Body Hound – Rhombus Now

Reviewed by: TenaciousListening

Technical music. Is it just showing off? Very often it is, but I do find myself drawn to it if the tracks work as tracks, rather than absurd wank-a-thons designed to stroke the ego of musicians who don’t know how to play for a song, but could definitely melt your God. Damn. Face. Off from 100 yards.

So that is why I dig bands such as Between The Buried and Me and Tool, and why I tend to prefer technical death metal over the classic grindier type. Another band I class as technical with a great mind for writing songs (however mental they may be) is RoloTomassi. Their first two albums are some of my favourite albums. Then two members left; two reasons I didn’t find their third offering quite as invigorating as the previous releases. Joseph Nicholson, the guitarist, wrote one of my go to riffs to (try to) play when I pick up the guitar, the first riff from the I Love Turbulance track. It is the perfect mix of technical without losing its sense of melody. So what am I blabbering on about…?

Well a couple of years on Joseph and the bassist (Joseph Thorpe) formed Body Hound with another couple of guys (Ex-Antares, RedmistDestruction), and damn if they ain’t great!

Sure, the first time you listen your mind is mangled by poly rhythmic madness, time signatures chop and change, and tempos switch at a moments notice. You need a sit down to recover, but then you need to listen again.

What really stands out is that in the first half of the album especially, despite the changing tempos and time signatures, there is still groove; the tracks don’t really feel disjointed despite their technicality. This becomes even more impressive when you realize that the tracks rarely revisit an idea. They take a riff, develop it, and then move on. Album opener Vector Approaching displays my point perfectly. It has hit its third section by the time it has hit one minute in, but you cannot fail to be pulled along by their mastery of time signature mangling riffage.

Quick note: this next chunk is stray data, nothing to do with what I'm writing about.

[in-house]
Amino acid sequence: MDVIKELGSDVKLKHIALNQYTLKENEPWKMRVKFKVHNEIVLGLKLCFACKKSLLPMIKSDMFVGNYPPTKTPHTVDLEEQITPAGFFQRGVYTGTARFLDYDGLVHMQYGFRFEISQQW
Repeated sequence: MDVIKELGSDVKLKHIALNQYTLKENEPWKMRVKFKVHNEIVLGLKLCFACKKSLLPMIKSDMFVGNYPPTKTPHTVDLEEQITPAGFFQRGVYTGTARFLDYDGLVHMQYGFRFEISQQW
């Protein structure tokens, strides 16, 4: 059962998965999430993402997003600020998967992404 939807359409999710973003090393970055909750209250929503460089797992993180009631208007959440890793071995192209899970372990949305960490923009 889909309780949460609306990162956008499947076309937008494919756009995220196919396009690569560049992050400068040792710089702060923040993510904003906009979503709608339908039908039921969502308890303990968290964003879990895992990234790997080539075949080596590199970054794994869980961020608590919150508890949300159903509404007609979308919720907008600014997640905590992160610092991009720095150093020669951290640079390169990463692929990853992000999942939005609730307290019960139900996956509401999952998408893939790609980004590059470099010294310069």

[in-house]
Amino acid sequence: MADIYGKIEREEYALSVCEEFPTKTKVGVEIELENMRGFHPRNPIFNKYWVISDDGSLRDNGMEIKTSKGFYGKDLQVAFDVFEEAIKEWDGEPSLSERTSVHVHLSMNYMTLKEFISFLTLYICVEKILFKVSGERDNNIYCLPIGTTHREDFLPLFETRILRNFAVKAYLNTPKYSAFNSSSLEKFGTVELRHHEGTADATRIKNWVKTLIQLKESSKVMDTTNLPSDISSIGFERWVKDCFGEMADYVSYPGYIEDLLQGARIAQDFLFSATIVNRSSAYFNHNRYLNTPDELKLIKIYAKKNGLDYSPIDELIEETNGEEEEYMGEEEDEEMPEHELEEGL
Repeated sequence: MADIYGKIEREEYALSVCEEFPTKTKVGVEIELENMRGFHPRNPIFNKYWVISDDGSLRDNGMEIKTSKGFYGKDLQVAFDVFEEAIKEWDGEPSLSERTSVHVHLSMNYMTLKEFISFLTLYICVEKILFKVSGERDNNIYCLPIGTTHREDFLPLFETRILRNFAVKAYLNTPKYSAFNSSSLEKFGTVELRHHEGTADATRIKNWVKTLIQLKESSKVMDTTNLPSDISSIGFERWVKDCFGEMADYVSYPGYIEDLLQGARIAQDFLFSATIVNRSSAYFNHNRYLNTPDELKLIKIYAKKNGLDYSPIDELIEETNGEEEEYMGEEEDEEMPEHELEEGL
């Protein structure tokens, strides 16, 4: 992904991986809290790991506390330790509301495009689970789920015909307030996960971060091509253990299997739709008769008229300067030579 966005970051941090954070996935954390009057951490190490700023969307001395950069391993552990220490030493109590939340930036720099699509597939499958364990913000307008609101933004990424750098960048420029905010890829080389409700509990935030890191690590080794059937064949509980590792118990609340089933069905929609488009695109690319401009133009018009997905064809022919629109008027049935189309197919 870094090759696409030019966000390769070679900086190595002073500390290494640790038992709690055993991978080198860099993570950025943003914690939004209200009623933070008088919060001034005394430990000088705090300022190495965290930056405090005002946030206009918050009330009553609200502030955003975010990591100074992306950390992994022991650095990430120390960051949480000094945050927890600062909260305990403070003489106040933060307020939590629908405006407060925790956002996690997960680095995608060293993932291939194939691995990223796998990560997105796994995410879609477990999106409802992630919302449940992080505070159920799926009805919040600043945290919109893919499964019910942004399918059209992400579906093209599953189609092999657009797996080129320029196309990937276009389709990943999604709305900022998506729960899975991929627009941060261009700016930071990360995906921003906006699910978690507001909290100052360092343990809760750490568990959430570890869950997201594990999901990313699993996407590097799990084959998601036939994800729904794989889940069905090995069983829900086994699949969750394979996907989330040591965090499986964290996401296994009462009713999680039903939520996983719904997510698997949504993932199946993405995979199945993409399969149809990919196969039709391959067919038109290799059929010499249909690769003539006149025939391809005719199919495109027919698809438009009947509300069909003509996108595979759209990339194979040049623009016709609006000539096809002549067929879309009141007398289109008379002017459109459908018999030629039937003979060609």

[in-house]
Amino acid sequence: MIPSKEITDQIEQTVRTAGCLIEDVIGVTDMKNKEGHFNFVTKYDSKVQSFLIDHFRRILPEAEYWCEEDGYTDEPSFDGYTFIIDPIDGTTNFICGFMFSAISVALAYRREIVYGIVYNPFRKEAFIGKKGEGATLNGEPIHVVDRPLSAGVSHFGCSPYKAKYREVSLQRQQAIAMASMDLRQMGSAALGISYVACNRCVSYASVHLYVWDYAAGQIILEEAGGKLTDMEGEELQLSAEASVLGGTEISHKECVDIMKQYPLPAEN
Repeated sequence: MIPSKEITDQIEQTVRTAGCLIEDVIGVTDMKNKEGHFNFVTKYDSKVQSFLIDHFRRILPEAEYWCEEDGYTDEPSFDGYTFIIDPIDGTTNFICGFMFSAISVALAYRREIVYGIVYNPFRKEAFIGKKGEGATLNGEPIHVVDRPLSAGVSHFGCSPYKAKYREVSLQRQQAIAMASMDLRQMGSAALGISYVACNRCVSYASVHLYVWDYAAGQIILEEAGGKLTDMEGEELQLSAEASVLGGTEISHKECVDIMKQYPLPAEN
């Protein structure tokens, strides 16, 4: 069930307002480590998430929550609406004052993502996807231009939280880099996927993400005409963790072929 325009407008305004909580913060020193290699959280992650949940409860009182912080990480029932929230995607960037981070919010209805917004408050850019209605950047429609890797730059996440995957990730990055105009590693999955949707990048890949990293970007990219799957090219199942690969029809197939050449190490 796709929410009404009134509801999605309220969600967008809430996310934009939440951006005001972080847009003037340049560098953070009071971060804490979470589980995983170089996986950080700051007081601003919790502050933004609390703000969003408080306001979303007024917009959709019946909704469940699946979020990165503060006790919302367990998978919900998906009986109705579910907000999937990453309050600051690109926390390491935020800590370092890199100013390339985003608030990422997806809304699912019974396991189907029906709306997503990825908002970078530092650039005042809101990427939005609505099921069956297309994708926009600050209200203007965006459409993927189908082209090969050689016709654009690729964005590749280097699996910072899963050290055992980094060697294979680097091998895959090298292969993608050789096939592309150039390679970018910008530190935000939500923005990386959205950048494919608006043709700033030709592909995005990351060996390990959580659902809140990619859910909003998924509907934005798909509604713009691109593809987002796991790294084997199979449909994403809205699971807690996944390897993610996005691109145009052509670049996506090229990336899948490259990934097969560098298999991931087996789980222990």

Sometimes the guitars harmonize, only to go off in different directions, finally meeting up once more. Systems is guitar harmony heaven for a lot of it, but the sections where each guitar goes its own way is superb. The rhythm section gets some spotlight action as well, but throughout the album the bass and drums hold everything together without being overplayed. The bass especially is quite happy to keep up with the guitars at any point, but is totally cool with dropping back and just grooving.

The intro to Void is very RoloTomassi, but that is the only time I have been reminded of them in the whole album. It is also the first track that really lets up from a barrage of riffing, at least for the first minute or so. Then it is full on again, the polyrhythmic ideas are mind-blowing. It could be two tracks playing separately sometimes, but still they work surprisingly well together.

The second half of the album is maybe a little more discordant than previous tracks. Their Stravinsky inspiration coming through, I guess. Momentum flies off the handles straight away and feels atonal (my music theory is not great, but it lacks any strong resolution that I can hear). This gives the track a great sense of movement without any abrupt changes in the riffs. It just flows perfectly from beginning to end. Perseus Arm starts in a similar vein with discordant and chaotic harmonized guitar lines. It gains much more time signature groove later on and the bass thunders in and grinds away wonderfully to push the track along.

Then we finish with the title track. We already know what to expect, but we are not disappointed. It is heavily syncopated in parts it is still less chaotic than what has come before it, but delightfully heavy and a suitable place for the album to finish.

Rhombus Now is perfectly organized chaos. If you like math-rock you have no excuse not to fall in love with this. I did have to give it a few listens through before it really started to shine, but once it started shining I could not give it up. Body Hound could be the biggest instrumental math-rock band of recent years. Here’s hoping, because this is a stupendous debut.

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tags: alternative progressive rock math rock mathcore prog progressive United Kingdom